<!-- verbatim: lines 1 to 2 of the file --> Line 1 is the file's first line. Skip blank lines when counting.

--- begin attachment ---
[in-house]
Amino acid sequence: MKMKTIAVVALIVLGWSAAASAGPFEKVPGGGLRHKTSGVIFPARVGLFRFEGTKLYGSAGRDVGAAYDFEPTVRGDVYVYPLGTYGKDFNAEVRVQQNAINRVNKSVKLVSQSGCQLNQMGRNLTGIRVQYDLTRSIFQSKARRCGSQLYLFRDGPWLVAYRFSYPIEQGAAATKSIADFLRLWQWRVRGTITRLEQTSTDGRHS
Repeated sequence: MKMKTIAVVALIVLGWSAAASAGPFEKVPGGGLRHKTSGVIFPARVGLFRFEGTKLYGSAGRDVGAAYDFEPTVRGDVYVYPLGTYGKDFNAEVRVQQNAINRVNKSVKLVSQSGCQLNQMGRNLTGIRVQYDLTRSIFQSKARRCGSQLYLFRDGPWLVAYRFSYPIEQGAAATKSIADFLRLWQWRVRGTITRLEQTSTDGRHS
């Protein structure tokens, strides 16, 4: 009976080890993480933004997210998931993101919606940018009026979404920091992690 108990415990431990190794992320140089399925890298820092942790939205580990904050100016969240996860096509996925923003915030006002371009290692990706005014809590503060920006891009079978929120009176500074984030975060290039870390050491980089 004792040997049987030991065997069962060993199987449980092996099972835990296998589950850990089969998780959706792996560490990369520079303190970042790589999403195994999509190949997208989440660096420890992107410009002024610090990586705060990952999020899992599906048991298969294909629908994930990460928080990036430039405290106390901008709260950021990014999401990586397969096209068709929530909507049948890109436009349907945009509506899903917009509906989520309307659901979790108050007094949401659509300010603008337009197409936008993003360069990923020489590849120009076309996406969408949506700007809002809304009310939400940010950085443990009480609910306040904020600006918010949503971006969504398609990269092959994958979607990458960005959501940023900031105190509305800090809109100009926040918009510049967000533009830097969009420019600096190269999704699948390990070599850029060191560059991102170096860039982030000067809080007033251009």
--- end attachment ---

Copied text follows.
[in-house]
Amino acid sequence: MKMKTIAVVALIVLGWSAAASAGPFEKVPGGGLRHKTSGVIFPARVGLFRFEGTKLYGSAGRDVGAAYDFEPTVRGDVYVYPLGTYGKDFNAEVRVQQNAINRVNKSVKLVSQSGCQLNQMGRNLTGIRVQYDLTRSIFQSKARRCGSQLYLFRDGPWLVAYRFSYPIEQGAAATKSIADFLRLWQWRVRGTITRLEQTSTDGRHS